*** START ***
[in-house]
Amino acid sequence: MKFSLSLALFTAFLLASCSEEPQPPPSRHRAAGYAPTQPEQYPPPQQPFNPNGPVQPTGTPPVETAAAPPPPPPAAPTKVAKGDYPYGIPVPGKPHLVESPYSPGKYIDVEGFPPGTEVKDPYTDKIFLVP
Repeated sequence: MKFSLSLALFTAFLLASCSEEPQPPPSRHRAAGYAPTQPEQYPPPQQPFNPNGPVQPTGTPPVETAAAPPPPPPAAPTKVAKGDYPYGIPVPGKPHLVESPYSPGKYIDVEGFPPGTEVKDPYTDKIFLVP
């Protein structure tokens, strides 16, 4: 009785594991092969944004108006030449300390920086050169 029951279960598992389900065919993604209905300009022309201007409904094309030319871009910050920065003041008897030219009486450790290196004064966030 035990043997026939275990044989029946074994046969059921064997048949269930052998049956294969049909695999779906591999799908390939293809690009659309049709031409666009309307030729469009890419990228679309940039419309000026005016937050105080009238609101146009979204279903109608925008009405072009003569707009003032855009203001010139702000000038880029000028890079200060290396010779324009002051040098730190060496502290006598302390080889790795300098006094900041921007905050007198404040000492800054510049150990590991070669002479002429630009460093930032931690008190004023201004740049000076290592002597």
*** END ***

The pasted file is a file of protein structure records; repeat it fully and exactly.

[in-house]
Amino acid sequence: MKFSLSLALFTAFLLASCSEEPQPPPSRHRAAGYAPTQPEQYPPPQQPFNPNGPVQPTGTPPVETAAAPPPPPPAAPTKVAKGDYPYGIPVPGKPHLVESPYSPGKYIDVEGFPPGTEVKDPYTDKIFLVP
Repeated sequence: MKFSLSLALFTAFLLASCSEEPQPPPSRHRAAGYAPTQPEQYPPPQQPFNPNGPVQPTGTPPVETAAAPPPPPPAAPTKVAKGDYPYGIPVPGKPHLVESPYSPGKYIDVEGFPPGTEVKDPYTDKIFLVP
């Protein structure tokens, strides 16, 4: 009785594991092969944004108006030449300390920086050169 029951279960598992389900065919993604209905300009022309201007409904094309030319871009910050920065003041008897030219009486450790290196004064966030 035990043997026939275990044989029946074994046969059921064997048949269930052998049956294969049909695999779906591999799908390939293809690009659309049709031409666009309307030729469009890419990228679309940039419309000026005016937050105080009238609101146009979204279903109608925008009405072009003569707009003032855009203001010139702000000038880029000028890079200060290396010779324009002051040098730190060496502290006598302390080889790795300098006094900041921007905050007198404040000492800054510049150990590991070669002479002429630009460093930032931690008190004023201004740049000076290592002597």